Accomplished Today: Faster-Than-Fiber-Optic Terahertz Communication

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terahertz
Panasonic at CES Las Vegas 2017 | Kobby Dagan | Shutterstock.com

The Terahertz spectrum promises incredible data rates for wireless communication that exceeds fiber optic capabilities. Today, a research group from Japan recently announced that they succeeded in developing a terahertz transmitter that reached a speed of 100 gigabits per second over a single 300 GHz channel.

#Panasonic and #HiroshimaUniversity recently sent 100gb/s via #terahertz Click To Tweet

The Terahertz Spectrum, a Solution for the Future

The length between infrared and microwave radiations, T-rays are currently used in medical examinations and airports (screening of passengers) because of their highly penetrative properties.

With a frequency range from 0.3 to 3 THz, they remained, until recently, unexploited for communications due to a lack of simple, cheap and efficient THz generators.

Today, February 6th, researchers from the Panasonic Corporation and National Institute of Information and Communications Technology (Hiroshima University), developed a THz transmitter data at a staggering rate of 100 Gbps over a single channel of 300 GHz. The results will be presented in detail at the ISSCC 2017 (International Solid-State Circuits Conference) that will be held from Feb 5 – 9 in San Francisco, CA.

Using Quadrature Amplitude Modulation (QAM) in the 300 GHz band last year, the same team greatly improved the communication speed of the CMOS radio transmitter. This time, they beat their own record with data rates six times higher than last year, achieving transmission speed exceeding 100 Gbps per channel. At this data rate, you can transfer a 0.1 terabit file before you can say the word ‘it!’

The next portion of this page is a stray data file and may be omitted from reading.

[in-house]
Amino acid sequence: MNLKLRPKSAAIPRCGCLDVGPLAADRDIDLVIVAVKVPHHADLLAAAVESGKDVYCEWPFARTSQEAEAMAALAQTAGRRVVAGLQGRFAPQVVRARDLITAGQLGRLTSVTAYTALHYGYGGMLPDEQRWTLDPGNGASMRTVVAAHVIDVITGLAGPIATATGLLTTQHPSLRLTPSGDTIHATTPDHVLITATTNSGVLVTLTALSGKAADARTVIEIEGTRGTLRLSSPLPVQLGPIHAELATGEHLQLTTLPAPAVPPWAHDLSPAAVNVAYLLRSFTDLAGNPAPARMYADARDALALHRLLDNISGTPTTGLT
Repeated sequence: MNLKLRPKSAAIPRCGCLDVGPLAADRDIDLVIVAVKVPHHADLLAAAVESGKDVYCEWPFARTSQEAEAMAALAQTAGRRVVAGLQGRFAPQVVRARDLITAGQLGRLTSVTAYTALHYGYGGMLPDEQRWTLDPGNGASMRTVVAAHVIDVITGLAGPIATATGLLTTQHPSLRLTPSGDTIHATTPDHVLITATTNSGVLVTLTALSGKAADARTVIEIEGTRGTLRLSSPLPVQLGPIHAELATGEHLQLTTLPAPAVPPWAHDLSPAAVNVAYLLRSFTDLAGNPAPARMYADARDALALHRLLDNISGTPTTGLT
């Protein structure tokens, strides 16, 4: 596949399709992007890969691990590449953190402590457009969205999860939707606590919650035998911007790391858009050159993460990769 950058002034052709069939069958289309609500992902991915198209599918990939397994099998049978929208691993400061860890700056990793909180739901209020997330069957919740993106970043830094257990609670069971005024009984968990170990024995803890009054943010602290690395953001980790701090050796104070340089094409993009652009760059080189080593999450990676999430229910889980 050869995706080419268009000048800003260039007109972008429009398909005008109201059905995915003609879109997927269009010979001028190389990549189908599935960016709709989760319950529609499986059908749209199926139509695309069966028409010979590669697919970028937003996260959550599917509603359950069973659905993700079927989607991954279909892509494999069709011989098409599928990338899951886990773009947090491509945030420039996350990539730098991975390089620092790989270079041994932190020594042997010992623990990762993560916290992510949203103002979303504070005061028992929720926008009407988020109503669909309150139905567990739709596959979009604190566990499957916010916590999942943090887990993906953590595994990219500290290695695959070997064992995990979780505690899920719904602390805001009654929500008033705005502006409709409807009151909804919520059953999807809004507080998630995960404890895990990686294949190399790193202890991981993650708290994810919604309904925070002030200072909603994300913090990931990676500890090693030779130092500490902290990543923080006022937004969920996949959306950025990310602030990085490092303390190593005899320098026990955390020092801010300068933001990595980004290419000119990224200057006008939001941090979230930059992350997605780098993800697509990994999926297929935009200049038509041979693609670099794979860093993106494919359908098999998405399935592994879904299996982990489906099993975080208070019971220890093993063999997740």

The new World of THz Communication

This technology enables speed ten times or more than that of the coming 5G mobile networks, expected to arrive around 2020.

The research group explained that results showed that high-speed wireless communication in the terahertz band approached the terabit per second capacity comparable to fiber optic cabling used in current communication network infrastructure.

“We usually talk about wireless data rates in megabits per second or gigabits per second.” said Prof. Minoru Fujishima from Hiroshima University, “But we are now approaching terabits per second using a single communication channel.”

Take a deep breath: harnessing the terahertz wave will mean a super high-speed link to communication satellites, faster content download from servers to the mobile terminal, communication between base stations of mobile networks, improved use in applications requiring real-time quality communication (like in orbit), and quick exchange of 3D videos in high definition.

For more than half a century, space communications have been relying on radio waves, a mature and reliable technology that has reached its limits.

With data volumes expected to increase enormously in the near future, T-Rays offer a better alternative.

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